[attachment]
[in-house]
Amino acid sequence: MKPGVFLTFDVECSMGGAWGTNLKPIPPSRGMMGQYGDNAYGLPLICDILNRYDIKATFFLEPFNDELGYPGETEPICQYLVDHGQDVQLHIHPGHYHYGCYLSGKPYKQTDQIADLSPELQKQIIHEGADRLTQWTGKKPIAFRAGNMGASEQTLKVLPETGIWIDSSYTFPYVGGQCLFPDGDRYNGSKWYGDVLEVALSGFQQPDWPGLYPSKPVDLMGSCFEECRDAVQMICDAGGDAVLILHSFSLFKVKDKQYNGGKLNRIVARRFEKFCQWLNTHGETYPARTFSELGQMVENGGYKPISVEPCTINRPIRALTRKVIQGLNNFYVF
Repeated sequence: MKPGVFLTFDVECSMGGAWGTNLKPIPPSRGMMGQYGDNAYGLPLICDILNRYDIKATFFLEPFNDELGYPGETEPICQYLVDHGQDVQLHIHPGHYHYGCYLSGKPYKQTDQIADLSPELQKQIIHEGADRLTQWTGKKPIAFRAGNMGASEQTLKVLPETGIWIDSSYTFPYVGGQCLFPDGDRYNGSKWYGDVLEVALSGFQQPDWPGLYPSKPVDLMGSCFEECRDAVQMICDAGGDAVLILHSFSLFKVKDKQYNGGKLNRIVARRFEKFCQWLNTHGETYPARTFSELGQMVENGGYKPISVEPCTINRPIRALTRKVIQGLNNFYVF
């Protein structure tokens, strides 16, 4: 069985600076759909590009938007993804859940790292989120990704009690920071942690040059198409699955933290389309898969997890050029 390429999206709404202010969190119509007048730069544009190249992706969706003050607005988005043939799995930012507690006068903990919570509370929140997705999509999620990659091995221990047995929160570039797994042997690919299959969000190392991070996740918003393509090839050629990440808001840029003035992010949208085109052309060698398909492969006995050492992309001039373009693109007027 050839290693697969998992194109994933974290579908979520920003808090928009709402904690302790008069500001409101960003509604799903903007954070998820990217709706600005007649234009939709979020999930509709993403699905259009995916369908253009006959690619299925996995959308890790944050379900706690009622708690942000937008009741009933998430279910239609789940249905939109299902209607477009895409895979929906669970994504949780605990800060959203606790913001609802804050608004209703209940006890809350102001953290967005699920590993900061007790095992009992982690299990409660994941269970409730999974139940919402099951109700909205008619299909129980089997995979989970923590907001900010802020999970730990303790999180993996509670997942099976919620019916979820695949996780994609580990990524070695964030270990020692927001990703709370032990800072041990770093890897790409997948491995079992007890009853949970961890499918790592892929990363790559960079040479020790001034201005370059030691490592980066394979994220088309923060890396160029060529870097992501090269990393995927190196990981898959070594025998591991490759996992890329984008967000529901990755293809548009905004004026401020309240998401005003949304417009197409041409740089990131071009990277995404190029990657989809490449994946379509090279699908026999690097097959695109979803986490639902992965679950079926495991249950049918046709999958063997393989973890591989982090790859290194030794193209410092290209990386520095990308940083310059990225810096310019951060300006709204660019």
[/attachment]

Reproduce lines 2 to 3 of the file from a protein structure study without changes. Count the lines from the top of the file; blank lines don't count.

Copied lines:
Amino acid sequence: MKPGVFLTFDVECSMGGAWGTNLKPIPPSRGMMGQYGDNAYGLPLICDILNRYDIKATFFLEPFNDELGYPGETEPICQYLVDHGQDVQLHIHPGHYHYGCYLSGKPYKQTDQIADLSPELQKQIIHEGADRLTQWTGKKPIAFRAGNMGASEQTLKVLPETGIWIDSSYTFPYVGGQCLFPDGDRYNGSKWYGDVLEVALSGFQQPDWPGLYPSKPVDLMGSCFEECRDAVQMICDAGGDAVLILHSFSLFKVKDKQYNGGKLNRIVARRFEKFCQWLNTHGETYPARTFSELGQMVENGGYKPISVEPCTINRPIRALTRKVIQGLNNFYVF
Repeated sequence: MKPGVFLTFDVECSMGGAWGTNLKPIPPSRGMMGQYGDNAYGLPLICDILNRYDIKATFFLEPFNDELGYPGETEPICQYLVDHGQDVQLHIHPGHYHYGCYLSGKPYKQTDQIADLSPELQKQIIHEGADRLTQWTGKKPIAFRAGNMGASEQTLKVLPETGIWIDSSYTFPYVGGQCLFPDGDRYNGSKWYGDVLEVALSGFQQPDWPGLYPSKPVDLMGSCFEECRDAVQMICDAGGDAVLILHSFSLFKVKDKQYNGGKLNRIVARRFEKFCQWLNTHGETYPARTFSELGQMVENGGYKPISVEPCTINRPIRALTRKVIQGLNNFYVF